(12 episodes if you include this “prologue”)
What’s it about ?
Adaptation of a light novel series lampooning romantic comedy clichés.
This series follows the members of a high school club aiming to produce a romance videogame, including :
– Tomoya, the one dude and apparent “leader” of the club, the idea guy giving direction to the group.
– Utaha, the main writer (who also makes light novels on the side). Very sardonic and critical of the clichés of the genre, she’s quick to make fun of Tomoya’s terrible exposition in his narration and dialogue. Also aggressively vamping on him, with enough plausible deniability to leave him confused.
– Eriri, the main artist (who also publishes bestselling doujinshi on the side). A proponent of flash over substance, and thus in content conflict with Utaha. It doesn’t help that she’s Tomoya’s childhood friend and doesn’t like this newcomer macking on him.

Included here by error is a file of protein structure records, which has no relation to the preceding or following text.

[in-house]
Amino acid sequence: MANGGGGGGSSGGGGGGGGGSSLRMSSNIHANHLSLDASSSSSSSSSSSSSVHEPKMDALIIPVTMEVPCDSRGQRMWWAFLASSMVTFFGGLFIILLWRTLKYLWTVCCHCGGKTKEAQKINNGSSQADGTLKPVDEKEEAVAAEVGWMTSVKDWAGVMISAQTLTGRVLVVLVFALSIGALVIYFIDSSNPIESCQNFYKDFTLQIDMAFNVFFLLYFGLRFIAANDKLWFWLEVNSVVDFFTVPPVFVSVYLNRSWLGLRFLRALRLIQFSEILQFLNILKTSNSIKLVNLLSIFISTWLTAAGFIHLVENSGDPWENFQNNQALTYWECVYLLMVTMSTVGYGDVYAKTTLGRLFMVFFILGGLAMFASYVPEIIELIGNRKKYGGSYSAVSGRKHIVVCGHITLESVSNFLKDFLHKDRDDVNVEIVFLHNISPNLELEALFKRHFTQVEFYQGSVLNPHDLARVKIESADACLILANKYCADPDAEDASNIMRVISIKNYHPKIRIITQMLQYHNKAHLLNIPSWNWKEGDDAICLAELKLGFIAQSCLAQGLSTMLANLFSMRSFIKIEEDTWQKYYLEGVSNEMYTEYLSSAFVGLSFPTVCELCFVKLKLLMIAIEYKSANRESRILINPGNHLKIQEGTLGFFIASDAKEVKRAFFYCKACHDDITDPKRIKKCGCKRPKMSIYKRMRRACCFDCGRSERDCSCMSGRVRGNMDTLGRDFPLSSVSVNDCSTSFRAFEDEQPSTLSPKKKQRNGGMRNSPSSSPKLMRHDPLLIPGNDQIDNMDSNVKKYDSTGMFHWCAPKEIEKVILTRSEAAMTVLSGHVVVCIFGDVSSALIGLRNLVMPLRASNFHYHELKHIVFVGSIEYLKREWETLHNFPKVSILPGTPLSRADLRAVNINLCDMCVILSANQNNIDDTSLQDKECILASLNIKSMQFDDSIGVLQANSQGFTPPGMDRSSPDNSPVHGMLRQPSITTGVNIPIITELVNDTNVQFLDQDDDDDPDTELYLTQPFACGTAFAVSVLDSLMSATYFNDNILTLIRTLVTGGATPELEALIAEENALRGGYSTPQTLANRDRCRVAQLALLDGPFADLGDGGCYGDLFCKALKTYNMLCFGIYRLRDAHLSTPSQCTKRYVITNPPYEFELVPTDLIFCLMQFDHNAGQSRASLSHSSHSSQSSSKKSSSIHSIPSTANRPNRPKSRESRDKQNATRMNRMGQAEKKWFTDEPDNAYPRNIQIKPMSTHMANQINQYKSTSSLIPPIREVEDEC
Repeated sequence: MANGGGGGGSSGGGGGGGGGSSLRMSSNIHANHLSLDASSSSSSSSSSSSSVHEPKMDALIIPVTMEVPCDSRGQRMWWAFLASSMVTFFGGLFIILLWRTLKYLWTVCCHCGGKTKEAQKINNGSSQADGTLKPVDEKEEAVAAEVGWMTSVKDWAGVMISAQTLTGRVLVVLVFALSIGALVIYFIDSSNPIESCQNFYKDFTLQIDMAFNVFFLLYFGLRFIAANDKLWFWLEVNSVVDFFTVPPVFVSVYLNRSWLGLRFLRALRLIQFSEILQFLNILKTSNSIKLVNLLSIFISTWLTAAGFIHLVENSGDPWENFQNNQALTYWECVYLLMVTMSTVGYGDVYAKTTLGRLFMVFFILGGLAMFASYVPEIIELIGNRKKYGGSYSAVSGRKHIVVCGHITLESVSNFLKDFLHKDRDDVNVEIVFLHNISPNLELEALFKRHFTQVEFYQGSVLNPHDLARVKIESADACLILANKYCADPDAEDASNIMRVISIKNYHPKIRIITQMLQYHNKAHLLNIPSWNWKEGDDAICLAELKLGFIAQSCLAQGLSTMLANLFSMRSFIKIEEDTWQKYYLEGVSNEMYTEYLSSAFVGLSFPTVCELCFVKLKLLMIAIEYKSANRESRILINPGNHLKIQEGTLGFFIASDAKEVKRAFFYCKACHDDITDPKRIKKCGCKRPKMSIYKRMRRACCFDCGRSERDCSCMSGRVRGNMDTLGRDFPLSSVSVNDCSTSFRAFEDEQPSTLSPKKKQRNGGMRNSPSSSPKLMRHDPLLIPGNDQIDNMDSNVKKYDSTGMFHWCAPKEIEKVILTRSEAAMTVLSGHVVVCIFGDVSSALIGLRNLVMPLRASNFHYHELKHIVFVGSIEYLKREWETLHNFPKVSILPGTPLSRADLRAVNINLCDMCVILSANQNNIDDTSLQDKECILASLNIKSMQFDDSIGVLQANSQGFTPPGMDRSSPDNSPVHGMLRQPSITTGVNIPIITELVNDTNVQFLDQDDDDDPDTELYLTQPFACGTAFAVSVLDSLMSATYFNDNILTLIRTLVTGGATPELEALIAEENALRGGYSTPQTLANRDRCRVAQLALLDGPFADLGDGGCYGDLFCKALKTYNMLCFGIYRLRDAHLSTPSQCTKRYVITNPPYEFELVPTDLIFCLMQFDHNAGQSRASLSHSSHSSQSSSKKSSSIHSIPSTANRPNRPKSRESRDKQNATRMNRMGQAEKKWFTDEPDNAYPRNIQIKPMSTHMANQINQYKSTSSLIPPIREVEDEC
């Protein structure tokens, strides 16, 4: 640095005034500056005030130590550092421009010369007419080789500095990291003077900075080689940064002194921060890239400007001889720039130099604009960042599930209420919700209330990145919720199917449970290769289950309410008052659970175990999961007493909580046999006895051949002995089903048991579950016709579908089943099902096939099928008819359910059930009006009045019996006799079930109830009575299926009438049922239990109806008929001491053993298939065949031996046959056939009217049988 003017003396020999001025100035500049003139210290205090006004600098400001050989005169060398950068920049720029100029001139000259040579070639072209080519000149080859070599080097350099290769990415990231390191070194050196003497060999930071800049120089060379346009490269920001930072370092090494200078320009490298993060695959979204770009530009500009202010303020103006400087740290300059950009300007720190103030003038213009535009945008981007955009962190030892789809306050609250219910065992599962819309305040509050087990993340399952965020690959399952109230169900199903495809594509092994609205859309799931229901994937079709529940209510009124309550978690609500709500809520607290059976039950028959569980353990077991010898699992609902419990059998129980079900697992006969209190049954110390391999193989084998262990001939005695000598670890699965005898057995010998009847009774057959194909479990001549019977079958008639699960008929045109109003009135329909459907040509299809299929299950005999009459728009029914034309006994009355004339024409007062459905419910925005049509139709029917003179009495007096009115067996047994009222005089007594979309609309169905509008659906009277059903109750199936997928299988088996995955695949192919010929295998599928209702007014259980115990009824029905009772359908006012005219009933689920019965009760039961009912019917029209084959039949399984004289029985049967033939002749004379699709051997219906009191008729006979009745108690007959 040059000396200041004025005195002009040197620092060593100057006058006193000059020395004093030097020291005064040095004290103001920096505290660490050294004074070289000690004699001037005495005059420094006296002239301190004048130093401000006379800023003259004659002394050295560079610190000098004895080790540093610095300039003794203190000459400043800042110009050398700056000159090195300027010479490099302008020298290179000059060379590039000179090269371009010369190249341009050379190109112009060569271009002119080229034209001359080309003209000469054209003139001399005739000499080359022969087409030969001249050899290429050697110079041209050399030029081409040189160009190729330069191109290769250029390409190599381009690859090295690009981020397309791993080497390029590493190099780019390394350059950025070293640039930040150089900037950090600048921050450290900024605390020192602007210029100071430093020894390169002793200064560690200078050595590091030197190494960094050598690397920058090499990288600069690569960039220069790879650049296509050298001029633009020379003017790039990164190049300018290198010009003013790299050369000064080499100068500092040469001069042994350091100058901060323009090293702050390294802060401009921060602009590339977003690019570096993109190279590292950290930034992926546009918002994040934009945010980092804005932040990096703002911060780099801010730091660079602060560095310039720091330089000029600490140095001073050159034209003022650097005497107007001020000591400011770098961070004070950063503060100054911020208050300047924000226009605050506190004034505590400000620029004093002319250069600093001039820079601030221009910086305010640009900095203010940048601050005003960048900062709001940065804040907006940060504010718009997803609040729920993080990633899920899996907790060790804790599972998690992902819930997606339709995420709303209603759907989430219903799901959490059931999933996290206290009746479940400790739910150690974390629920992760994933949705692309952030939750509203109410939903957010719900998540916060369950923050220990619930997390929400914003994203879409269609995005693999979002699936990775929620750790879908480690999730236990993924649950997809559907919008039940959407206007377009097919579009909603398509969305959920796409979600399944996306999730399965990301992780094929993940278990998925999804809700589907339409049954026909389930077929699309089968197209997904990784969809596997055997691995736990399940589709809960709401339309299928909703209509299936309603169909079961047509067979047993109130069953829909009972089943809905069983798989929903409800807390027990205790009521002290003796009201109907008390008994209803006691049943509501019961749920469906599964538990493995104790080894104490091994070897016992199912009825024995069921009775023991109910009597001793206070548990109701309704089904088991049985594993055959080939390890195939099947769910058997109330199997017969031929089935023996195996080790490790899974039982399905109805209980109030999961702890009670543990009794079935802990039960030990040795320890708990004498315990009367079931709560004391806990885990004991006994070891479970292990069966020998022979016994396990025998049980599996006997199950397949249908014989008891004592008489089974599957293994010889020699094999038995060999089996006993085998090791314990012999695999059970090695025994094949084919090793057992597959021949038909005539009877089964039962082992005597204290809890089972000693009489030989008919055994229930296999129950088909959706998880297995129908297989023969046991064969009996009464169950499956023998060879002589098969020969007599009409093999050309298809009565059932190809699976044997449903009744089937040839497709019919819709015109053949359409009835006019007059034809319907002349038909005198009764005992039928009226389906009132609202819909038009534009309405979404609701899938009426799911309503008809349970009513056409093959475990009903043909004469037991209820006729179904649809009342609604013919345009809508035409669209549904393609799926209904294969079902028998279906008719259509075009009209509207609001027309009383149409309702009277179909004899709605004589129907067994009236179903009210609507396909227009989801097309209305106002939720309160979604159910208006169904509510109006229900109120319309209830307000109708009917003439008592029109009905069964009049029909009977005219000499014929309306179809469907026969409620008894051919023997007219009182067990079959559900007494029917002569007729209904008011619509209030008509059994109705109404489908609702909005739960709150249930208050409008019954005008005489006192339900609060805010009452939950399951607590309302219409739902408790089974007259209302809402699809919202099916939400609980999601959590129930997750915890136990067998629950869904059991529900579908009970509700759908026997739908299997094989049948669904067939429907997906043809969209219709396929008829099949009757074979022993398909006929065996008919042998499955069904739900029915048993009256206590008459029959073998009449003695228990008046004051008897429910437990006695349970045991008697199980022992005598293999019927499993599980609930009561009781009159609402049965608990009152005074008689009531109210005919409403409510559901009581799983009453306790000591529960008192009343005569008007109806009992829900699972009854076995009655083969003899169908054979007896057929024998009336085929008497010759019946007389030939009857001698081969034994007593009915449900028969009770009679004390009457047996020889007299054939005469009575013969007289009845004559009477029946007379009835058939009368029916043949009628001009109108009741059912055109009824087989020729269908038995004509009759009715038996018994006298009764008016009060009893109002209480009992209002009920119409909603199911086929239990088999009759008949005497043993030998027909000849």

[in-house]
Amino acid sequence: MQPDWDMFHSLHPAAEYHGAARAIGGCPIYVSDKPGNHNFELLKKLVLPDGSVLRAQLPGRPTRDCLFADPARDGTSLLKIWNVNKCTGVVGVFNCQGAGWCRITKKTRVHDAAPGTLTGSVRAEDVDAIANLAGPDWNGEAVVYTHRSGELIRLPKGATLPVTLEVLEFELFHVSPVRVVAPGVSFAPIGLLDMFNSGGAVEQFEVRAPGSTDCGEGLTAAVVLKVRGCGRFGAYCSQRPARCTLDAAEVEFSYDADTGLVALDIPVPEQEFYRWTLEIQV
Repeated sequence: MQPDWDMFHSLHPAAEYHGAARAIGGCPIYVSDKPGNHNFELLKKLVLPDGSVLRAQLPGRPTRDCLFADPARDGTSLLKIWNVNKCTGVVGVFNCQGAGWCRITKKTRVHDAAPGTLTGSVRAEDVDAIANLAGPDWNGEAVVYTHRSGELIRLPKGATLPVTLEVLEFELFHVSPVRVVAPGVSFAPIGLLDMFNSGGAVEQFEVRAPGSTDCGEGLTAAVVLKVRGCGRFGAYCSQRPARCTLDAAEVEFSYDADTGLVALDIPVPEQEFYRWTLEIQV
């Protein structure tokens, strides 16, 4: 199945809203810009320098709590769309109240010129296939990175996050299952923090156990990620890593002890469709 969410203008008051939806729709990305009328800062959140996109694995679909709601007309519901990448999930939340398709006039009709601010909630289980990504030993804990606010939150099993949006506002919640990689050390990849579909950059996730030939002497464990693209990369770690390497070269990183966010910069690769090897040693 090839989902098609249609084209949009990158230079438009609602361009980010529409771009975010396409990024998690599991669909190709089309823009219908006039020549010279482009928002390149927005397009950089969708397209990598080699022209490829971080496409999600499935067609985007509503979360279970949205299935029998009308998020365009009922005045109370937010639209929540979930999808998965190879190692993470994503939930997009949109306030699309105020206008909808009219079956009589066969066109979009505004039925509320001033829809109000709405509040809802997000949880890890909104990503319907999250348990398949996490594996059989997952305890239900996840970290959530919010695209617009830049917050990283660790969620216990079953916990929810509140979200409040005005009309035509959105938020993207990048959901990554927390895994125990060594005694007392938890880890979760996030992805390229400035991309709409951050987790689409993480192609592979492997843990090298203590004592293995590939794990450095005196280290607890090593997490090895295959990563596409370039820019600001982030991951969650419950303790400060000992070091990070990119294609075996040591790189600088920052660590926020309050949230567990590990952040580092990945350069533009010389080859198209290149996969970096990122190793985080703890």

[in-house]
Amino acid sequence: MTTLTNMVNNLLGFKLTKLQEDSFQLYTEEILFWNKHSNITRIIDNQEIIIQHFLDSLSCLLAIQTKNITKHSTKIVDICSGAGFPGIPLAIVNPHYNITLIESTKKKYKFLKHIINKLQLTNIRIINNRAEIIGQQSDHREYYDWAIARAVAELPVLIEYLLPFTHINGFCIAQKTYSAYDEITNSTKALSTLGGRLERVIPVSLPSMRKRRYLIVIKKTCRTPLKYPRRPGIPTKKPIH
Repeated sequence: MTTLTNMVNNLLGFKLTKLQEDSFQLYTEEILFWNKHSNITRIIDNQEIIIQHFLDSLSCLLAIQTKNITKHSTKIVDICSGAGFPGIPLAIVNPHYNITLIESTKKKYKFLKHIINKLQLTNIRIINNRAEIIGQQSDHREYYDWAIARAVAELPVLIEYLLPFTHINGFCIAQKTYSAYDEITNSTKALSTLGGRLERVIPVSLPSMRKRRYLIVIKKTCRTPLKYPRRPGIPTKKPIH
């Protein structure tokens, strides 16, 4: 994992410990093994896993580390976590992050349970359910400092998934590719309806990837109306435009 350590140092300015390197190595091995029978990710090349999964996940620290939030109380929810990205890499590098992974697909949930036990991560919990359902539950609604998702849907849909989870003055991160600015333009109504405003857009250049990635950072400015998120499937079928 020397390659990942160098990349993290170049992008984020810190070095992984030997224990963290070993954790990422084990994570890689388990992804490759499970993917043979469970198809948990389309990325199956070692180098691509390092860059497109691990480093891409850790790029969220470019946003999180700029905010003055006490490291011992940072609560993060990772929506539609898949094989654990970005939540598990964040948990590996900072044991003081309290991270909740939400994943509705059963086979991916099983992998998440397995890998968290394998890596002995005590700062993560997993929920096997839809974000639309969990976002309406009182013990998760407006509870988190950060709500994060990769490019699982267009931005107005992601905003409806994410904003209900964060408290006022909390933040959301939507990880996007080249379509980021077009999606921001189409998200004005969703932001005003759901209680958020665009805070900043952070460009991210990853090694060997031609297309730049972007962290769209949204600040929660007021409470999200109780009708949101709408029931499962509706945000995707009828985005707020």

– Michiru, the musician, an oddball who mostly stays in the background so far.
– Megumi, the one “normal” girl in the club, with no apparent artistic ability. She’s used by Eriri as a model for her artwork. Paratext indicates that she’s the girl Tomoya is actually interested in, and thus the “Boring Girlfriend” in the title.
This is a hot springs episode, with all the (lack of) plot advancement this implies.
It takes some gall for a show to open with a gratuitous and very fanservicey hot springs scene, only for one of its characters to immediately launch into a rant against this kind of thing (with another very weakly trying to defend the practice).
Aside from this, it’s a decent-looking show.
Hum. Usually you get this kind of thing as an OVA, not on TV before the first episode even airs. (Especially as it’s clearly set somewhere in the middle of the series, and isn’t a real prologue.)
But while this episode, by its very nature, doesn’t establish or develop the plot in any way, it gives a very good overview of the character dynamics at play here, as well as the metafictional humour it’s going for. And there’s quite a lot to enjoy here ; Utaha’s dry wit and trolling are the major attraction, and play well with the rest of the cast. There’s nothing particularly original, but the execution is strong enough to overcome my pre-release fears about the plot direction.
This must be the first ever hot springs episode I’ve ever found promising. That alone makes me think it’s doing something right, and pushes the show onto my to-watch list.